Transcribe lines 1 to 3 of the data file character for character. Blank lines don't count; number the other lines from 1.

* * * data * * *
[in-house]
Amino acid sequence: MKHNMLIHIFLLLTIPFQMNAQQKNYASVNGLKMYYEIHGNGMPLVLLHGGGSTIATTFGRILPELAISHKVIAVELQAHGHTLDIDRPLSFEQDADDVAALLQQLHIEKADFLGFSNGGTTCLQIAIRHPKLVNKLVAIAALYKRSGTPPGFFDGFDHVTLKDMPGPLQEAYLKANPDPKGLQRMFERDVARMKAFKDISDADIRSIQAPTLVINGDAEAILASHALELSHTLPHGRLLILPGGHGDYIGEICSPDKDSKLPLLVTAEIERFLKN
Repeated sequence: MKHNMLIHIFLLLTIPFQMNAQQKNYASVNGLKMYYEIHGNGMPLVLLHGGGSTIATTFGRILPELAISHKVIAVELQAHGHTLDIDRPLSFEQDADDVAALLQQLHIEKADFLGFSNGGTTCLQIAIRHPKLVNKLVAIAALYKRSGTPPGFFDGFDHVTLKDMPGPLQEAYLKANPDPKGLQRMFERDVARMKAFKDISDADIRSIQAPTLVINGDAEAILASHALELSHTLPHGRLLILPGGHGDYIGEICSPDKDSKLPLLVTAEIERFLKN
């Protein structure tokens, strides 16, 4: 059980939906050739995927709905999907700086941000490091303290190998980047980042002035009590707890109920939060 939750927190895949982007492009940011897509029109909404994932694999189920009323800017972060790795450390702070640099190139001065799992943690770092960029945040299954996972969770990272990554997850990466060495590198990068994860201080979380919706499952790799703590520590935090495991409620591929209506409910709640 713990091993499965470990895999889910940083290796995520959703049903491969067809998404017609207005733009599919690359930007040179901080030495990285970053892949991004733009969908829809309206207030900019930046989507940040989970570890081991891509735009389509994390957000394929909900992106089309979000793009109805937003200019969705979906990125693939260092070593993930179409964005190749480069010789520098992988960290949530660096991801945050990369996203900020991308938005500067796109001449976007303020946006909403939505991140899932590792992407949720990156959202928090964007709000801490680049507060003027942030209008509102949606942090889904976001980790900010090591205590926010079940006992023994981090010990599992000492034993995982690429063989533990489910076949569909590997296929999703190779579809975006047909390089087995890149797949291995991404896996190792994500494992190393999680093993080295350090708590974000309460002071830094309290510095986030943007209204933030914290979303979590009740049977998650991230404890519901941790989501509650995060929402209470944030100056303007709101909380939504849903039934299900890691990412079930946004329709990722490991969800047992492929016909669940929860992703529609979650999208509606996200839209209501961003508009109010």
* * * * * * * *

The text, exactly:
[in-house]
Amino acid sequence: MKHNMLIHIFLLLTIPFQMNAQQKNYASVNGLKMYYEIHGNGMPLVLLHGGGSTIATTFGRILPELAISHKVIAVELQAHGHTLDIDRPLSFEQDADDVAALLQQLHIEKADFLGFSNGGTTCLQIAIRHPKLVNKLVAIAALYKRSGTPPGFFDGFDHVTLKDMPGPLQEAYLKANPDPKGLQRMFERDVARMKAFKDISDADIRSIQAPTLVINGDAEAILASHALELSHTLPHGRLLILPGGHGDYIGEICSPDKDSKLPLLVTAEIERFLKN
Repeated sequence: MKHNMLIHIFLLLTIPFQMNAQQKNYASVNGLKMYYEIHGNGMPLVLLHGGGSTIATTFGRILPELAISHKVIAVELQAHGHTLDIDRPLSFEQDADDVAALLQQLHIEKADFLGFSNGGTTCLQIAIRHPKLVNKLVAIAALYKRSGTPPGFFDGFDHVTLKDMPGPLQEAYLKANPDPKGLQRMFERDVARMKAFKDISDADIRSIQAPTLVINGDAEAILASHALELSHTLPHGRLLILPGGHGDYIGEICSPDKDSKLPLLVTAEIERFLKN